Sunday, July 28, 2013

What Do You Learn from Studying Translation?

Obviously, people get a wide range of things from a BA, MA, or PhD program in translation, or even from just taking a class or two in translation. You can improve your language skills, you can learn about translation theory and its application to or influence on practical translation work, you can make contacts, you improve your writing and editing abilities, you can learn to analyze texts in a new way, and so on.

But recently, I had the chance to ask some of our MA students in translation how they’d changed or developed over the course of the year and what they’d learned about translation, and their answers were fascinating. There were a number of different replies and they had the variety one would expect, covering some of the things mentioned above. However, there was one response that every single student gave.

All the students said they’d entered the program thinking that translation was just about equivalence and they thought there was always a right or wrong way to translate a text. But over the course of the year, they said, they learned that translation is much more complex than that, and that translation is a broader task and field than they’d realized. They laughed at how na├»ve they’d been and said how interesting it was to learn about many different strategies and approaches for translation. They said they translated more thoughtfully now, not just picking the first word or phrase that came to them, but really considering a range of options before deciding on one.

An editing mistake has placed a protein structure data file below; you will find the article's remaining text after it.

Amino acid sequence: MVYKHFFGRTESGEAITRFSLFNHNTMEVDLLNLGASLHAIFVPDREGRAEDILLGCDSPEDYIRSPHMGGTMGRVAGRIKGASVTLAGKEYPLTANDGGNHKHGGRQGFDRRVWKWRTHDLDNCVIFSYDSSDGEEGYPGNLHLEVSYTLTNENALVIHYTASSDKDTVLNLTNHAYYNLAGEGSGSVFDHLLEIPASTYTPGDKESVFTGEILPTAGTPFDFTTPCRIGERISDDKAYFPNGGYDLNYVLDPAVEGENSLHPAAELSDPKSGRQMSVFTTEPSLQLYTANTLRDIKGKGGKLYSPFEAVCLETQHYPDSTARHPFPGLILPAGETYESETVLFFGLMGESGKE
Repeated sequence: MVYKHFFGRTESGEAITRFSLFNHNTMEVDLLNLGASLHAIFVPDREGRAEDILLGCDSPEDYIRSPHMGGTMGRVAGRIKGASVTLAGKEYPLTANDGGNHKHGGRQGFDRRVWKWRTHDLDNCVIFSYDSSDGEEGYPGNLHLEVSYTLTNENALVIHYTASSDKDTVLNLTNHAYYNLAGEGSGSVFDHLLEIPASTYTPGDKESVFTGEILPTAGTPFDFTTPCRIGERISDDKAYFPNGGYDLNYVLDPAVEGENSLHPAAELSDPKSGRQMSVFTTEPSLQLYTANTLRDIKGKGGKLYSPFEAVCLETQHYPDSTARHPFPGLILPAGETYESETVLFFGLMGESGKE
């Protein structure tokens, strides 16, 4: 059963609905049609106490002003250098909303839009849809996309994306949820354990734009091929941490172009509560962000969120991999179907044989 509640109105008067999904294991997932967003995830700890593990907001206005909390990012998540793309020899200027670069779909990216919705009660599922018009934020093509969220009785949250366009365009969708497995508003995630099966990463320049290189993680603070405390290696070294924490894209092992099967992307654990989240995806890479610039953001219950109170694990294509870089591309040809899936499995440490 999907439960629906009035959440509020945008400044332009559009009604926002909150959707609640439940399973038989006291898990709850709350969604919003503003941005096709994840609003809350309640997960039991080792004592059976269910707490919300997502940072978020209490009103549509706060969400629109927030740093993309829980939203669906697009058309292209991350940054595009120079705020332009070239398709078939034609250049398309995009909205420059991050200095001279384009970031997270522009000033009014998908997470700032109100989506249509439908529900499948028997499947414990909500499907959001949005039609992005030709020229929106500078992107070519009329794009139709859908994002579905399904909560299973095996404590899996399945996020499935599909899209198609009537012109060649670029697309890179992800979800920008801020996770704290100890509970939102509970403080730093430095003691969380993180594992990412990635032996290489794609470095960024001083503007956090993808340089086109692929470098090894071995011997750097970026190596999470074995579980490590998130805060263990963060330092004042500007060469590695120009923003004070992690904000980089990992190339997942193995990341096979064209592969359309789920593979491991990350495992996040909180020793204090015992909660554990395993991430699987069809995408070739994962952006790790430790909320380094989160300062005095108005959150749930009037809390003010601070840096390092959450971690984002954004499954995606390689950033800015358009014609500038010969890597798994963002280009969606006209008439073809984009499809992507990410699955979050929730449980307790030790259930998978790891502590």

It was amazing to hear that they all had this in common and that reminded me how worthwhile all the time and effort we put in to our teaching us. This shows how much you can develop over just a few months or a year, and how radically your ideas on a topic can change.

Tuesday, July 23, 2013

Translated Children’s Books

One of my PhD supervisors sent me this article, which talks about how there aren’t enough translations of children’s literature to English.

I firmly believe children should have access to works from all over the world and that this would be beneficial to them. I’ve been dismayed when talking to some publishers, as they’ve told me that children “can’t understand foreign people” or “don’t want” to read about “others”. It’s the adults who underestimate children and who are prejudiced in this case.

Here’s a quote from the article:

"Children need to read the best books by the best writers from all parts of the world," [author David] Almond said. "Of course they do. But the plain fact is that there is very little translated children's fiction published in the UK, and our children are missing out."